I will take that hint and be as brief as I can. There were clear and definite instructions that the Camel Corps was not directed against the Mullah or the Dervishes. It was solely for police and constabulary work among the friendlies. Within two months of this fatal episode, under exactly similar conditions, it was reported that the Dervishes were raiding somewhere about the same place, about thirty miles south-east of Burao. Mr. Corfield was sent out by the Acting-Commissioner with definite instructions to make a reconnaissance, and that he was not to engage, but to return and report. Some doubt has been cast upon the nature of the instructions as to whether a discretion was not allowed. In the report of Mr. Summers, the officer of the Indian contingent, there is a definite statement as to what the instructions were:—He was instructed, under all circumstances, to refrain from committing himself to an engagement with any considerable force of Dervishes. Should the Dervishes prove to be present in large numbers, he was to attempt to gain information of their movements and withdraw to Burao.He ascertained that the Dervishes were present in large numbers; there were over 2,000 of them. He came to the decision that with his 150 men he would engage this force of 2,000 Dervishes. Not only would he engage them, but that he would outflank them, get behind them, place himself across their lines ready to engage them there. So clear was it that he was acting in defiance of his instructions that Mr. Summers addressed a remonstrance to him. He said:—In view of the instructions of His Majesty's Acting-Commissioner, I strongly advised him to content himself with making a reconnaissance of the Dervish encampments, holding his camels in readiness for withdrawal on Burao, and leaving behind him patrols to give him early information of the Dervishes' movements at dawn; and I told him that, with the force at his disposal, he had, in my opinion, no prospect of carrying out a successful action against the Dervishes.In spite of his instructions, in spite of his reprimand, in spite of the remonstrance addressed to him by the Indian officer who was accompanying him and who took 1663 the consequences and went into action and behaved most gallantly, and came out wounded in three places, he determined to defy the Government and defy its policy and to carry out this policy of his own. It is true that he sent back a letter at the last moment stating what it was he intended to do when there was no time for him to get a reply or to be recalled. This engagement was not the result of the Government policy; it was a Jameson raid; it was similar even in the letter which was sent when there was no chance of a reply being received, and no recall was possible. I quite appreciate the difficulties, which have been emphasised, in which this young and gallant officer found himself. He did not like to desert the friendlies; he did not like to leave them at the mercy of the Dervishes, for that was the policy which he was sent out to carry out, and he just laid down a policy for himself in defiance of the policy of His Majesty's Government. It is now suggested that the disaster really took place because the Government did not reverse its policy. Why should the Government reverse its policy because of an episode which had nothing to do with the Government's policy? Is it suggested that when any officer takes upon himself to disobey his instructions to carry out another policy, and thereby incur disaster, thereupon the Government of the day is bound to change or reverse its policy? I submit that there was no ground for asking that the Government should change its policy. Therefore, I am unable to understand the change of policy which is now announced. The Government seems to be going back to a half-and-half policy.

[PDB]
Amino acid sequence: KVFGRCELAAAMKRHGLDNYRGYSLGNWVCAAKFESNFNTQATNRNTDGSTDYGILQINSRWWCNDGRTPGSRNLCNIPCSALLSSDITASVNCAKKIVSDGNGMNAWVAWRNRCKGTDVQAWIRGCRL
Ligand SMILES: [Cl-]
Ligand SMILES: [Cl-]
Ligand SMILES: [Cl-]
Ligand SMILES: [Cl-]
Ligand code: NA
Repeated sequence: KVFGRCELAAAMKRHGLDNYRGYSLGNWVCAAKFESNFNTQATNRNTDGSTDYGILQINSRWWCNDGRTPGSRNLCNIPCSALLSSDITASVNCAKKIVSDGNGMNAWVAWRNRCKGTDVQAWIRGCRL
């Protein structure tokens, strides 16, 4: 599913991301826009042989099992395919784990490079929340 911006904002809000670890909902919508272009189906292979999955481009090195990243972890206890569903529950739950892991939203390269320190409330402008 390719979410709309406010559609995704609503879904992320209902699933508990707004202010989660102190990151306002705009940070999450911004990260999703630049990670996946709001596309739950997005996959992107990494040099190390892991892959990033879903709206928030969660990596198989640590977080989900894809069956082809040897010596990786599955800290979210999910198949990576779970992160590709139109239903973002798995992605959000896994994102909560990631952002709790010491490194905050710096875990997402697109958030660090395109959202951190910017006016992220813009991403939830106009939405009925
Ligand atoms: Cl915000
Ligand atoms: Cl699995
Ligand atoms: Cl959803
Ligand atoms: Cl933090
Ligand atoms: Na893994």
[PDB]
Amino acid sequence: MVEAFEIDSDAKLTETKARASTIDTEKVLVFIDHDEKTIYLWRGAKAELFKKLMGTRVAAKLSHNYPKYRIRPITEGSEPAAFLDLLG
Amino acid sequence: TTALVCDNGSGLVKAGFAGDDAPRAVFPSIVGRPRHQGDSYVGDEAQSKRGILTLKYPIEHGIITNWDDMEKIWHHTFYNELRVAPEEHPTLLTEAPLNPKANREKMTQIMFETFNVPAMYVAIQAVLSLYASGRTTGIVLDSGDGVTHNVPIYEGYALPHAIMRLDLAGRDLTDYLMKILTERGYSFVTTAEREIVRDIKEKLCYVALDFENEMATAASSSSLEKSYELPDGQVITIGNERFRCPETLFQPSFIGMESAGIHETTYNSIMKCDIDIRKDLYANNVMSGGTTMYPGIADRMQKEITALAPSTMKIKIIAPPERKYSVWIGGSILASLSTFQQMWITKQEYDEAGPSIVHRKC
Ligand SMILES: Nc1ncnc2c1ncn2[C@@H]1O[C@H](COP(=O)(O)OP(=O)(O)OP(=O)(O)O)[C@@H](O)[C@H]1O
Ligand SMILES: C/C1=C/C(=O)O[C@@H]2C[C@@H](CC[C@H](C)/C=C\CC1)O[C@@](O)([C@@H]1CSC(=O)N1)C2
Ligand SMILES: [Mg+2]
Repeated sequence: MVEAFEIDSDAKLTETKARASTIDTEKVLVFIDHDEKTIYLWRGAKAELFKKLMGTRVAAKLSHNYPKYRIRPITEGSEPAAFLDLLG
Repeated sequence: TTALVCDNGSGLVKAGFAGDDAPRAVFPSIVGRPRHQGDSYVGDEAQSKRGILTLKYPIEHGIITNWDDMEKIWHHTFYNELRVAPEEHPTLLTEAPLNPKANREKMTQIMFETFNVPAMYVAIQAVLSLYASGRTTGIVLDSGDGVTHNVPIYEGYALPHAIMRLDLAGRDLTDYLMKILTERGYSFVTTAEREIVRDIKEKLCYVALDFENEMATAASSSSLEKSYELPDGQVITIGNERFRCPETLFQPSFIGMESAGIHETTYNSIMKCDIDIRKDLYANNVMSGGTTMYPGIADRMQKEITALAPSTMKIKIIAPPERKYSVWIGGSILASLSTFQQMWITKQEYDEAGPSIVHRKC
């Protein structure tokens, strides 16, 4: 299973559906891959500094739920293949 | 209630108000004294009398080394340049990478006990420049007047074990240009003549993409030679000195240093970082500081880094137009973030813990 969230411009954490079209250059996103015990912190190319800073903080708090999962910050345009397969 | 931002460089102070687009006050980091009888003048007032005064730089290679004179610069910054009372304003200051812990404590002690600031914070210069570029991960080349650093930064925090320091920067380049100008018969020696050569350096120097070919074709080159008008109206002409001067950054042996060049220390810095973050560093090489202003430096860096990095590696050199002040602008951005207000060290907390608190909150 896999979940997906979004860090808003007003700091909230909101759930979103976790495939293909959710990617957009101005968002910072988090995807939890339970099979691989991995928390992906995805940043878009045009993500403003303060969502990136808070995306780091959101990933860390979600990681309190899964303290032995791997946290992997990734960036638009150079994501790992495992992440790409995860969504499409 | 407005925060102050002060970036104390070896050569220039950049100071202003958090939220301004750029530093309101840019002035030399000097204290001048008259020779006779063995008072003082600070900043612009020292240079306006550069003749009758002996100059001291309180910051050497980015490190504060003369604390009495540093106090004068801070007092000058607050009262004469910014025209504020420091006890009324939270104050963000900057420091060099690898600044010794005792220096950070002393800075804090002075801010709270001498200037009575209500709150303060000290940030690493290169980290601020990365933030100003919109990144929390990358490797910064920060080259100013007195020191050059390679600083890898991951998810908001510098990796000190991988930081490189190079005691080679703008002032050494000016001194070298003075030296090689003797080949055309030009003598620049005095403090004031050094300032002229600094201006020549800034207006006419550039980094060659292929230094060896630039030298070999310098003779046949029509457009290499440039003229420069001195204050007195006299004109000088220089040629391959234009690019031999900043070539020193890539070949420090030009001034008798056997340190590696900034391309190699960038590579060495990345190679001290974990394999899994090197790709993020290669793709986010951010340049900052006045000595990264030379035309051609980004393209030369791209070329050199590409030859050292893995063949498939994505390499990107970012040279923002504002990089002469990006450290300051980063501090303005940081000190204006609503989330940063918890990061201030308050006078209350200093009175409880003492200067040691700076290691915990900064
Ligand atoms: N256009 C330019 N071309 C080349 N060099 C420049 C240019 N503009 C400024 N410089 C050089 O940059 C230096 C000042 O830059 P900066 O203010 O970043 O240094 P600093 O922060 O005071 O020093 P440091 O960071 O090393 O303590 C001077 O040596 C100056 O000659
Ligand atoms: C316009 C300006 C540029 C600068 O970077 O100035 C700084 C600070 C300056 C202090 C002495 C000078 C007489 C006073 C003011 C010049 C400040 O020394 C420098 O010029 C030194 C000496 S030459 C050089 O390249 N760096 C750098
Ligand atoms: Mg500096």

As a matter of fact, in questions of this kind, there are only two policies to be followed—either going in with an armed force to occupy the country and accepting full responsibility for administering it as a British Colony or British Protectorate or the other policy of withdrawing altogether, as we have done from Afghanistan. Why has the Government, with regard to the Mullah, not pursued the same policy as it followed in regard to the Ameer of Afghanistan? That is what I am unable to understand. The right hon. Gentleman made an able defence of his policy, but he wound up that defence with the climax of abandoning it. Hon. Members have paid a tribute to the young officer who died. Is there no admiration for the Mullah? Hon. 1664 Members may laugh at this man who is now suffering from illness, but will they remember that he is the only potentate alive to-day who has four times defeated the British Army, and who has for fifteen years maintained himself against the might of the British Empire. He is one of the great men whom Africa has produced: a great military leader, a great statesman. Hon. Members laugh. I am afraid they have not informed themselves very much about the history of this gentleman, who is called the "Mad Mullah." I find that he is curiously paralleled by many hon. Members who sit on the opposite benches. [An HON. MEMBER: "A great statesman."] I admit that some hon. Gentlemen opposite may become that despite the suspicion with which they receive my admission. The Mullah is a university man. He has travelled widely—travelled in two Continents, which is perhaps more than many hon. Members opposite have done. He attended the University at Mecca, and he was there chiefly interested in theological subjects. He returned to his country after attending the University at Mecca, and he married well. His wife's people had a place in the country, and in these respects his condition is exactly parallel to that of some Noble Lords and hon. Members opposite. I find that he attached himself to a sect, and he preached that there should be more regularity in prayer, stricter attention to forms of religion, and abstinence from intoxicating liquor.